updating the information technology infrastructure with the modification by pushing the modification through the adaptor while the information technology infrastructure performs the one or more tasks.
2. The method of claim 1, wherein determining the relationships between the artifacts included in the information technology infrastructure comprises:
triggering events in one or more of the artifacts, the events being associated with at least one context and the events resulting from an activity the artifacts,
receiving data produced by the event,
aggregate the data produced by the event based on the at least one context associated with the data, and
identify relationships between the one or more of the artifacts based on aggregated data produced by the event, the relationships depending on the context.
3. The method of claim 2, wherein the context comprises an interaction between the artifacts and a user that has a defined level of access to the artifacts.
4. The method of claim 1, wherein the artifacts include a process implemented by the information technology infrastructure.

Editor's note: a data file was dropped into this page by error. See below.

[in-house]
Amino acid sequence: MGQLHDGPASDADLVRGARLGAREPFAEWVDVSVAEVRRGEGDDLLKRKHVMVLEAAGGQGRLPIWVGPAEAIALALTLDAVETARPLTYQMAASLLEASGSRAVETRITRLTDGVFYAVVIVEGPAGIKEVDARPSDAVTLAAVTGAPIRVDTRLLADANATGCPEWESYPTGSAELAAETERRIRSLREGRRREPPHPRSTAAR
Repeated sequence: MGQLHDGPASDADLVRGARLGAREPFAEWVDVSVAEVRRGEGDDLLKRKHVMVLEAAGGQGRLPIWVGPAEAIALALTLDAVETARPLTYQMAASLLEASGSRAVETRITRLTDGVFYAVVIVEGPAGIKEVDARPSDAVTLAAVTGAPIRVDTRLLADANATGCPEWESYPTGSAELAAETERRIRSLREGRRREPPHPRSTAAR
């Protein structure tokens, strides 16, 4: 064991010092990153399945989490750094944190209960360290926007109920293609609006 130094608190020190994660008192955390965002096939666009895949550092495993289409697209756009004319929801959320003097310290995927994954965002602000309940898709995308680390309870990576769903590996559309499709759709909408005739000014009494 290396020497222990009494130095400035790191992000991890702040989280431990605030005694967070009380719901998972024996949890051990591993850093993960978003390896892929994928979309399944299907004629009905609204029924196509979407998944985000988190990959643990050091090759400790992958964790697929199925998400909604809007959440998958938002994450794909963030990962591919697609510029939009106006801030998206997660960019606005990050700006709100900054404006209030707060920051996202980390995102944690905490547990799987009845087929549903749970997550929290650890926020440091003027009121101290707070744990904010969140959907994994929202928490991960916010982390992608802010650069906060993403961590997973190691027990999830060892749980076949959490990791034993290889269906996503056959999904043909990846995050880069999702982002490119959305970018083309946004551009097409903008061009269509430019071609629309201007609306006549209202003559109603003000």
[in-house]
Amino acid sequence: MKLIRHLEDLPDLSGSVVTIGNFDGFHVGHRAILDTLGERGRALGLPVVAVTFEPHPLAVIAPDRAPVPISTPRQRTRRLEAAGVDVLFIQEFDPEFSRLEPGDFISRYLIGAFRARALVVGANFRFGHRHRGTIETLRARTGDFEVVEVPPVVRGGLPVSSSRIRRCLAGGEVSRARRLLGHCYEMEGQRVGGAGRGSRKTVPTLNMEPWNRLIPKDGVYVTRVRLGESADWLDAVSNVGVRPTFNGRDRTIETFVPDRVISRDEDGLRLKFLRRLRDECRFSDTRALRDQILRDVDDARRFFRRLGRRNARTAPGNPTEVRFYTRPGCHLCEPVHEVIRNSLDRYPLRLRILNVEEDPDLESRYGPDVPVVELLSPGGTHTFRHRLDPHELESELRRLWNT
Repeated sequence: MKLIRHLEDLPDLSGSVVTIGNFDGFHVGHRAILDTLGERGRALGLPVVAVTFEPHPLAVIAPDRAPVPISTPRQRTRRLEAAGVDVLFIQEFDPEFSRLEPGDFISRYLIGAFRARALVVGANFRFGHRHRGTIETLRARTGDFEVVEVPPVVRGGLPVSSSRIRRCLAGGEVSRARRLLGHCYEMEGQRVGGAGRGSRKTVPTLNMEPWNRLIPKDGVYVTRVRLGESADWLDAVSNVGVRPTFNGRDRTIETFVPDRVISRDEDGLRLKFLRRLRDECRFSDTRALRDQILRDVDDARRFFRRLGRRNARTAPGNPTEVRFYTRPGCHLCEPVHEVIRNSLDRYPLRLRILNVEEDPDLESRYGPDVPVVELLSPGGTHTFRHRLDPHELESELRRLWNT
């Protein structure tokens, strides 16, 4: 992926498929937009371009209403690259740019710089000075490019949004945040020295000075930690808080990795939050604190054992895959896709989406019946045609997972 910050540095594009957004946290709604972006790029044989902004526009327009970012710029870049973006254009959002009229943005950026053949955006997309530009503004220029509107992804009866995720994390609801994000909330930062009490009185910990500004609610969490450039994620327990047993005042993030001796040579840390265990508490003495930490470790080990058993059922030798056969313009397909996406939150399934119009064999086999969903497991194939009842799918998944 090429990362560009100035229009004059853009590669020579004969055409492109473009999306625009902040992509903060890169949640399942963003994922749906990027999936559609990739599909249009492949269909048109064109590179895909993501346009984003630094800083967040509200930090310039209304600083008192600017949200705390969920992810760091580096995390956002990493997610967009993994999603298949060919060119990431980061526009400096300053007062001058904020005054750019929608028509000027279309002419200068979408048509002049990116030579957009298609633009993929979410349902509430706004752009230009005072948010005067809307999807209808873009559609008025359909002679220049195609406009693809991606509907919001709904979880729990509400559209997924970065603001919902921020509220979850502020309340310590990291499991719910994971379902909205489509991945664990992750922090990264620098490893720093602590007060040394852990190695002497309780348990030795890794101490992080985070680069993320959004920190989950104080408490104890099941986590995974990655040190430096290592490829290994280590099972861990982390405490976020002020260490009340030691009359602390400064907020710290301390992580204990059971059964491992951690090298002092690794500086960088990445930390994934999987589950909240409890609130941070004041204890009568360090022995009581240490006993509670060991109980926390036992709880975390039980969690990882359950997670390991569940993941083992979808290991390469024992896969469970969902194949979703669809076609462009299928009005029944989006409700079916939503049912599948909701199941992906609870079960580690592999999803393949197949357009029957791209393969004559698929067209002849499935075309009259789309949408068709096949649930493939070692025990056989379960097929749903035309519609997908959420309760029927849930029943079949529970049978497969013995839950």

5. The method of claim 1, wherein the artifacts include a sensor.
6. The method of claim 1, wherein the modification is a change to one or more existing tasks performed by the information technology infrastructure.
7. The method of claim 1, wherein the modification is a new task.
8. The method of claim 1, wherein identifying artifacts affected by the proposed modification comprises determining capabilities of the artifacts included in the information technology infrastructure.
9. The method of claim 1, wherein updating the information technology infrastructure with the modification by pushing the modification through the adaptor comprises pushing the modification only to artifacts identified as affected by the proposed modification.
10. The method of claim 1, wherein the external change comprises a change in the operations of an enterprise associated with the information technology infrastructure.
11. A system for non-destructively updating an information technology infrastructure, the system comprising:
an adaptor configured to be coupled to an existing information technology infrastructure while the information technology infrastructure is operating to perform one or more tasks related to operation of an enterprise, and to exchange data with the information technology infrastructure;